I’ve been divorced for almost 4 years now. And I can count on one hand how many dates I’ve been on. I know that it can be hard for a divorced mom at my age to date, especially when there are so many time commitments that are more important. My daughter will always come first, but after she’s taken care of, it’s hard to find the time to go out and “hunt.” So I use dating sites to supplement. I’ve been on eHarmony for almost 3 years. I’ve used match.com, chemistry.com and more recently have signed up for plentyoffish.com.
Two of the dates I’ve been on since my divorce came from dating sites; one from chemistry.com lasted a couple of weeks, but I ended it after discovering that my “match” wanted to focus on the physical aspect of the relationship. He’d thought that since we’d talked online for a few days, we knew each other intellectually and didn’t need to work on that part anymore. The other date I had came from eHarmony about 8 months ago. We talked awhile on the site, then decided to meet for a date. We sipped tea, shared a dessert, and talked so long that my mom called and told me she was going to bed and I should come home. We had a great time and really hit it off… I thought. I never heard from him again. He never responded to my e-mails or phone calls.
The one thing I’ve noticed on all of these sites are the lack of effort many men put into their profiles. I can’t say if women do the same thing, since I’m only interested in dating men and therefore never see the profiles of other women. But a lot of the men I’m “matched” up with don’t seem to spend any time on their profiles at all. I can always tell in 5 seconds looking at the profile if I’m going to communicate at all with the person. Here’s my checklist of pet-peeves when it comes to your online “resume” (as I call it):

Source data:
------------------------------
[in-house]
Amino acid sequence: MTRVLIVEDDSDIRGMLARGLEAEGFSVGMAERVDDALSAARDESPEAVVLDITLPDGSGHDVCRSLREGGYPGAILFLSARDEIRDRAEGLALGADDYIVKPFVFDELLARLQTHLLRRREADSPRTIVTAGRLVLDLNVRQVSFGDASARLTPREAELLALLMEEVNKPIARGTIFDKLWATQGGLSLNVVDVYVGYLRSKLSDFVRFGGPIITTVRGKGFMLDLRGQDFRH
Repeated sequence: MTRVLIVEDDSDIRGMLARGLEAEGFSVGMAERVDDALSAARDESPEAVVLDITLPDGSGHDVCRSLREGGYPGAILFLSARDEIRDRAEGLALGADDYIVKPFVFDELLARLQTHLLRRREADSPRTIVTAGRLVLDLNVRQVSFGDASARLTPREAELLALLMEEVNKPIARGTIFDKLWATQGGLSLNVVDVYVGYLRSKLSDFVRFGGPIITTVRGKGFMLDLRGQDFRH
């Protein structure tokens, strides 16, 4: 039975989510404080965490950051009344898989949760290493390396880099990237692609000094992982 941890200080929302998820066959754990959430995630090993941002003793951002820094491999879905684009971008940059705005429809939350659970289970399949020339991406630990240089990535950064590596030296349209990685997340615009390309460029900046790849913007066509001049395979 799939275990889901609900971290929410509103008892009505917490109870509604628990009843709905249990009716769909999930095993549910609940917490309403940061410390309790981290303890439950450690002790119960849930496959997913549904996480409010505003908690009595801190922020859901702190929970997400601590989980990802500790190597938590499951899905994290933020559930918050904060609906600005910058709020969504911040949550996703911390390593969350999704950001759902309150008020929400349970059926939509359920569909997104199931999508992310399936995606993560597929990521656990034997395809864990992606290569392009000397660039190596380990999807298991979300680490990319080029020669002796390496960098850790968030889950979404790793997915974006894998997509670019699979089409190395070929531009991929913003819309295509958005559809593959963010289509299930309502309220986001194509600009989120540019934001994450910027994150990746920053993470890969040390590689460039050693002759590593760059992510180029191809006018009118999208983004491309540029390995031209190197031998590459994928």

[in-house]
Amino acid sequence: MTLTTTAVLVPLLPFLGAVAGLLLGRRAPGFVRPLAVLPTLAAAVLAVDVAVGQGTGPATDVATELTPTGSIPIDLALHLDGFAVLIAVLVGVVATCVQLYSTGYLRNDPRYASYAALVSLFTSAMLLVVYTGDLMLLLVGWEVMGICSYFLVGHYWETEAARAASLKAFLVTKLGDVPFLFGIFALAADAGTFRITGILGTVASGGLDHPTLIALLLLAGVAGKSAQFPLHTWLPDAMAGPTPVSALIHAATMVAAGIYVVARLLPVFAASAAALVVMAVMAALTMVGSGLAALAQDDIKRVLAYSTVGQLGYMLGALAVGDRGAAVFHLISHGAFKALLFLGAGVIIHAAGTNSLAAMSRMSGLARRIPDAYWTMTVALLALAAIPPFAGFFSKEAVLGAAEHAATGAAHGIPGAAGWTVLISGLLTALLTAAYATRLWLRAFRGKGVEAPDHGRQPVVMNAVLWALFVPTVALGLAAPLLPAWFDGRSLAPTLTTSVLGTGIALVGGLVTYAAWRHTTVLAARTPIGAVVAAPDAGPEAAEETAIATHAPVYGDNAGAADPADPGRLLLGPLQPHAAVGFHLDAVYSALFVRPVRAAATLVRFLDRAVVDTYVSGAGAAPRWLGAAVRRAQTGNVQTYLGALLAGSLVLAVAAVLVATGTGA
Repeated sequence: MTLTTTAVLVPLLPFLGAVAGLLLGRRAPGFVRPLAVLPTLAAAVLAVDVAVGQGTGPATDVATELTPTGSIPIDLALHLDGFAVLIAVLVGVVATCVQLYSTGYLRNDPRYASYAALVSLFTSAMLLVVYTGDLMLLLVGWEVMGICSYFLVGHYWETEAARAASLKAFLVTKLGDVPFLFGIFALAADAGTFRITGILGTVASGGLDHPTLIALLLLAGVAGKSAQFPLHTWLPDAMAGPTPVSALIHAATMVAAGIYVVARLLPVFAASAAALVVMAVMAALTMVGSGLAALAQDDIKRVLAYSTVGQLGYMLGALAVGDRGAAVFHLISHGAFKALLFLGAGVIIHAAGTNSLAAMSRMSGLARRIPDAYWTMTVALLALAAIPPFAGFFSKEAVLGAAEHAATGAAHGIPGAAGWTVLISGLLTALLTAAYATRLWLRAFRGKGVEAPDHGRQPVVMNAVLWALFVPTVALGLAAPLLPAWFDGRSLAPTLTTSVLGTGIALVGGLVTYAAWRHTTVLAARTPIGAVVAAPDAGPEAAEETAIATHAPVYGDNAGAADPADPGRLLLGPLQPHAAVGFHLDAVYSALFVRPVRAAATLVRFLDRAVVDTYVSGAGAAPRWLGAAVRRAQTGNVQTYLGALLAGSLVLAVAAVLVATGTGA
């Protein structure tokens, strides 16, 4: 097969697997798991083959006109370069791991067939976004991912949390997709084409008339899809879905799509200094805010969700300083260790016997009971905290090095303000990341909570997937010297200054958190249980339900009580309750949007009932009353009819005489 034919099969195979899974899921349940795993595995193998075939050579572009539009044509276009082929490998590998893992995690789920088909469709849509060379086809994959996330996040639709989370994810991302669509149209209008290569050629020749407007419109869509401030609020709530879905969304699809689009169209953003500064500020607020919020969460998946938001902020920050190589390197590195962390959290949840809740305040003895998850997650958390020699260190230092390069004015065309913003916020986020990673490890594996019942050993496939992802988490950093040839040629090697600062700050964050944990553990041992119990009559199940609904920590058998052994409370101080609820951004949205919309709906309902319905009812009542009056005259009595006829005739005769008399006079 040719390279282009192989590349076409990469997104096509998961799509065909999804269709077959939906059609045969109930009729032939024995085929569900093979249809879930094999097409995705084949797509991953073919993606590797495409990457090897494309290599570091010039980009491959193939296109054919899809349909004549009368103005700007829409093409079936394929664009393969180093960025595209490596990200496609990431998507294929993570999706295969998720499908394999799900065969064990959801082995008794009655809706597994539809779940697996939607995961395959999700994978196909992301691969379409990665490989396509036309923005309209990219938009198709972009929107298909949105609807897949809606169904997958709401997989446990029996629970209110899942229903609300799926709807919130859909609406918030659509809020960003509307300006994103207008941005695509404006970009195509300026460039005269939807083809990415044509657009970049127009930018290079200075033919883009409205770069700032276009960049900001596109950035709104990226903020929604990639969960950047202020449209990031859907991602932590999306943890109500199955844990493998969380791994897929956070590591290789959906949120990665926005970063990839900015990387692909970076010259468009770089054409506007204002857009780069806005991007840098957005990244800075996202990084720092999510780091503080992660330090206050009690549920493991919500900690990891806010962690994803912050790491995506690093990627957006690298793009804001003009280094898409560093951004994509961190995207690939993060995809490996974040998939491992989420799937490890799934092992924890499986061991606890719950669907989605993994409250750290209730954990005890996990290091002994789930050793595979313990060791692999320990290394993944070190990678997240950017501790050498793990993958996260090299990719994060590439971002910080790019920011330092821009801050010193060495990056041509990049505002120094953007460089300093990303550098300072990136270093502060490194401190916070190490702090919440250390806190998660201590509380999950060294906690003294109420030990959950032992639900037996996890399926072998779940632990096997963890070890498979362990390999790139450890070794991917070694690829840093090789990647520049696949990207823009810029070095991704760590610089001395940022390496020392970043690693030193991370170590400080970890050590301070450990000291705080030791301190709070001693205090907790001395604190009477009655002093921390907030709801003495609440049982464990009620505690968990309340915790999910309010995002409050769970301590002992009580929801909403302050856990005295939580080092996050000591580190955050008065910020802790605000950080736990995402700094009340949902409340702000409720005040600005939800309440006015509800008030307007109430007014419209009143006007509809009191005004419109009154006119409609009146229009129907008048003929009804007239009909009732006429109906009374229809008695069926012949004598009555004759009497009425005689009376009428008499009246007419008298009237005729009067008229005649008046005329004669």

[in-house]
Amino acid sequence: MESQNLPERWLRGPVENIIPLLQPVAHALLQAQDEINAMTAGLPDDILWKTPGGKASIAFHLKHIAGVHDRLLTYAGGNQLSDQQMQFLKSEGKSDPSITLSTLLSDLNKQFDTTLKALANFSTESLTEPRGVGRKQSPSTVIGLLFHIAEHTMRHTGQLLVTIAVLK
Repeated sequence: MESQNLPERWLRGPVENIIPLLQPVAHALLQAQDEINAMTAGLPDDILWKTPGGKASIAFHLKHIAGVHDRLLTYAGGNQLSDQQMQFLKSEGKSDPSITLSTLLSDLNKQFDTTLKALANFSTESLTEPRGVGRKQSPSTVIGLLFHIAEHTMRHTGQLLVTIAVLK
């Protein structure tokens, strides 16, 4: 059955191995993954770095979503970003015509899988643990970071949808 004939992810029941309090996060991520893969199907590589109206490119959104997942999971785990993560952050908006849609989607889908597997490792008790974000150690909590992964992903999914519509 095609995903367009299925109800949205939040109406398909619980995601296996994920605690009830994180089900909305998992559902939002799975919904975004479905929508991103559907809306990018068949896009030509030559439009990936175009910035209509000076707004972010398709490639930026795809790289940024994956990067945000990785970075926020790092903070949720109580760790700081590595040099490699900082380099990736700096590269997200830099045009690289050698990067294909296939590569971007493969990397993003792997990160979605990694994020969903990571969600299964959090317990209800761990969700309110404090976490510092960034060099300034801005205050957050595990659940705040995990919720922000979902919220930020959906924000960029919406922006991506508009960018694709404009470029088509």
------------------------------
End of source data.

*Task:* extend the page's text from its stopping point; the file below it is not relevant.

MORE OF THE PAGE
1. Capitalize your name.
2. Don’t use all caps. It’s bad typing etiquette and it hurts my eyes.
3. Use punctuation. It’s really hard to tell where your sentences start and stop.
4. Use spell check. Really, how hard is it to click the little check mark?
5. Answer all the questions, and use complete sentences. “Brother” is not a proper answer to “Who is the most influential person in your life and why?”
6. Don’t try to be too funny. If you put that you are perfect in every way and you make fun of stereotypical girls, it’s really hard to tell if you’re joking or being serious.
7. Treat your profile as a resume. If you wouldn’t want a prospective employer to see something like this, what makes you think you’ll catch a wife this way?
8. Don’t put “I don’t know what to write” anywhere. If you’d spend more than 5 minutes on it, you could probably figure out an answer.
9. Don’t include camera phone shots of you without a shirt in the bathroom mirror. Seriously. If I wanted a grainy, dark lit, poorly taken picture of some one’s torso, I’d switch over to the cable channel we don’t subscribe to and try to watch the movie through the static.
And these are just the basic ones. I have other things I look for, but for my own preferences (must be a reader, must be family oriented, etc.).
Maybe I’m too picky. Is it too much to ask for a guy whose handwriting I can read and actually paid attention in English class, who knows how (and likes) to cook something other than mac & cheese, who enjoys learning on their free time, who knows how to have a good time without insulting other people or being rude, who doesn’t spend as much time watching football or playing video games as possible, who appreciates and takes care of his possessions, who likes kids, who can live without his cell phone for 48 hours, who knows that wearing holey jeans and an old T-shirt isn’t appropriate except when working around his own house…
I’ve said it before, and I’ll admit it again: I wish I could find a guy like my dad. My mom is a very lucky woman.
Whatever happened to first impressions? Thinking ahead? Being respectful? Wanting to improve oneself? Probably just wishful thinking… Or do I just have to trudge through the trenches to find my pearl?